It’s easy to see how our self-inflicted wounds poison us. We drift further and further away from our genuine self by investing more and more of our energy into keeping out of our conscious awareness who we genuinely are.

Our life becomes dedicated to masking the presence of those parts of ourselves that we hold judgments about. Much of our energy becomes focused on hiding from our awareness those things we judge to be unacceptable about who we are.

Along with a life created by our own self-condemnation, we oftentimes add to our feelings of self-alienation because of the powerlessness we feel about our inability to create our own life, to follow our own choices. We so burden ourselves with the prejudices we hold against ourselves that we lose our ability to distinguish between what’s truth and what’s our own self-critical judgments.

Do you recognize any of these judgments?

We judge ourselves to be worthless and incapable

We judge ourselves to be powerless and ineffective

We judge ourselves to be small, frightened creatures who’re incapable of exerting any influence to change from within

From those judgments, it’s only one small leap to making fact out of these fictions. Fictions that are merely a reflection of our own prejudices rather than an accurate assessment of what we’re capable of. It’s a tricky dance because we feel so strongly all of those things we believe to be true about ourselves. And when we feel it, we carry those feelings to their seemingly natural conclusion, we make facts out of those feelings.

As a result, we lose sight of our personal capabilities. We lose sight of our power. And ultimately, we lose sight of our path. We make our prejudices about ourselves law, and follow those laws accordingly. We become blinded by the fear our judgments create, we abdicate our ability to actively pursue our own journey. We become paralyzed with our own self-doubt and needlessly walk away from our path.

Can you see how this flows from the damage we inflict upon ourselves? Can you see how this all flows from the relationship we’ve created with ourselves based upon the judgments and the distortions we hold about ourselves?

You see, when we accept the fact that deep within ourselves we’re whole and complete rather than broken and fragmented, then we’re much better able to sustain the effort necessary to stay true to our path.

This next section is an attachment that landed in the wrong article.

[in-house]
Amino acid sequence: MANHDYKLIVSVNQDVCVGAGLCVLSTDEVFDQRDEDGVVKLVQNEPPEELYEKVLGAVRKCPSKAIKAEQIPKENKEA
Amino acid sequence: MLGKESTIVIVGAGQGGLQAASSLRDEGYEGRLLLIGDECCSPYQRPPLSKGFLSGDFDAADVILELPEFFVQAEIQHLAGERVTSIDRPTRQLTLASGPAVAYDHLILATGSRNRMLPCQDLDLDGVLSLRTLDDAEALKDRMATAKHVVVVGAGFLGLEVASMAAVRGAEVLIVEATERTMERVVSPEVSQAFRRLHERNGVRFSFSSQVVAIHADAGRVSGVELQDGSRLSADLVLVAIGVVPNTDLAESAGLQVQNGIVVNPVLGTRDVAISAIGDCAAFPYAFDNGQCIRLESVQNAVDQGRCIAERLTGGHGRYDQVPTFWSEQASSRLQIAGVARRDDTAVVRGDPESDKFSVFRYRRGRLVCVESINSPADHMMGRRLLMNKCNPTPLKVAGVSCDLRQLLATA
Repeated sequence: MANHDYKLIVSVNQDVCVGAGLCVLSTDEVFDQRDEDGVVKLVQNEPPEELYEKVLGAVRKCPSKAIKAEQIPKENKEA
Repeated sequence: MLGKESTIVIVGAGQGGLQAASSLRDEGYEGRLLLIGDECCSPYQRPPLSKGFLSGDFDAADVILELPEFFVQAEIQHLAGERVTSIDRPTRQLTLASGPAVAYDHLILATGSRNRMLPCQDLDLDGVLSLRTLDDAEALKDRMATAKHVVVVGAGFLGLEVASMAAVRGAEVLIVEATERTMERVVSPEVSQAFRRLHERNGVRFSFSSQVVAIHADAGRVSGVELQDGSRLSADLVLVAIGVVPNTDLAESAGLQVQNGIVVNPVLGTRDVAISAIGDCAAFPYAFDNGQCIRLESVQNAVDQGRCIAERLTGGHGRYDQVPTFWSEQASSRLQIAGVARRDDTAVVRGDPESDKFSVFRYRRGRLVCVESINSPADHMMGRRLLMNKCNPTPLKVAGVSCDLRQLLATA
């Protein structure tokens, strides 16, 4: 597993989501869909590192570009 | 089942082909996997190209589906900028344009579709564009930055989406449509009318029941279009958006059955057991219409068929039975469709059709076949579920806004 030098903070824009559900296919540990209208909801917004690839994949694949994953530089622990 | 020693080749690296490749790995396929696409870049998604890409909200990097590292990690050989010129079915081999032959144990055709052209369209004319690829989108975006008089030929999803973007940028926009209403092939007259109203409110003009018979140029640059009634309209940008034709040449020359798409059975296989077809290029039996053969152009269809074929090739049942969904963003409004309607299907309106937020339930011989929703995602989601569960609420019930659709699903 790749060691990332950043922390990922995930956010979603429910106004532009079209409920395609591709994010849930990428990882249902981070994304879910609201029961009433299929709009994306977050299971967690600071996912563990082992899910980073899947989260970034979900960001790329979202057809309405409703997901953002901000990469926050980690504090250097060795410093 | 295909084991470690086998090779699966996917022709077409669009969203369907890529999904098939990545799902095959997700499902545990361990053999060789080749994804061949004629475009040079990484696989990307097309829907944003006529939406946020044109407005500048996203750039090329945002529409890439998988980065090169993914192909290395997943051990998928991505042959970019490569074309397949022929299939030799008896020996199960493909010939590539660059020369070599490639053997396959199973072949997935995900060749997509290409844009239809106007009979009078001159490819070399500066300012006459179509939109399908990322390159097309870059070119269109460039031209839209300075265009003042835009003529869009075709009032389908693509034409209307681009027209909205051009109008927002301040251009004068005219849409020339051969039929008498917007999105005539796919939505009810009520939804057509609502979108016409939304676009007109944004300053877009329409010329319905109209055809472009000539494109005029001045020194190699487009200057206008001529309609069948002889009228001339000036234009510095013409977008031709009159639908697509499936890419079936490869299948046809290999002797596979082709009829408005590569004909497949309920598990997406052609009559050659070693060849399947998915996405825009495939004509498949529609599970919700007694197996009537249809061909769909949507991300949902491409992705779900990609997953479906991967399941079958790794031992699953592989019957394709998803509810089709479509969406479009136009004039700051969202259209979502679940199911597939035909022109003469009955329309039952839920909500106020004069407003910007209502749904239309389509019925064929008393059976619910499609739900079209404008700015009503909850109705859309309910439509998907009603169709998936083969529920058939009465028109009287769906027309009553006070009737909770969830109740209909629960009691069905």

But the bottom line is that feelings aren’t facts. We don’t have to buy into the lies and distortions we can be subject to when we give more power to our emotions than we need give.

As we move on, it would be worth our while to pause for a moment to think about what we are discussing. Have you ever even considered that you have a relationship with yourself? What’s the basis of that relationship? Is it a kind, affirming relationship? Is it a harsh, critical relationship? Is it the kind of relationship that’s clouded with denial and rationalizations? What are the inner wounds that you need to heal?

This is the passageway to kindness and acceptance. Kindness for yourself, acceptance for all the different pieces of the puzzle. This is where a shift needs to take place from within you about what’s within you. No one can do this for you. Only you can provide the amount of love and understanding necessary to allow all of the different parts of whom you are come together.

Just remember, out of this stage of the journey the promise for a new tomorrow will arise. A new tomorrow that’s less harsh and chaotic. A new tomorrow that’s more carefree and spontaneous. For as you heal the wounds that live within you, you will have also begun a life that’s predicated upon openness and inclusion rather than secrecy and exclusion.



Dr. Steve Frisch, Psy.D. is a clinical psychologist in private practice in
Chicago, Illinois and Northfield, Illinois.

You can contact Dr. Frisch, Psy.D. at drfrisch@aliveandwellnews.com  or at
(847) 604-3290.

Recover from chemical dependency and its toxic impact on family members. Raise your children to choose to be alcohol and other drugs free. Learn how to in Dr. Frisch’s, Psy.D. Recovery book series.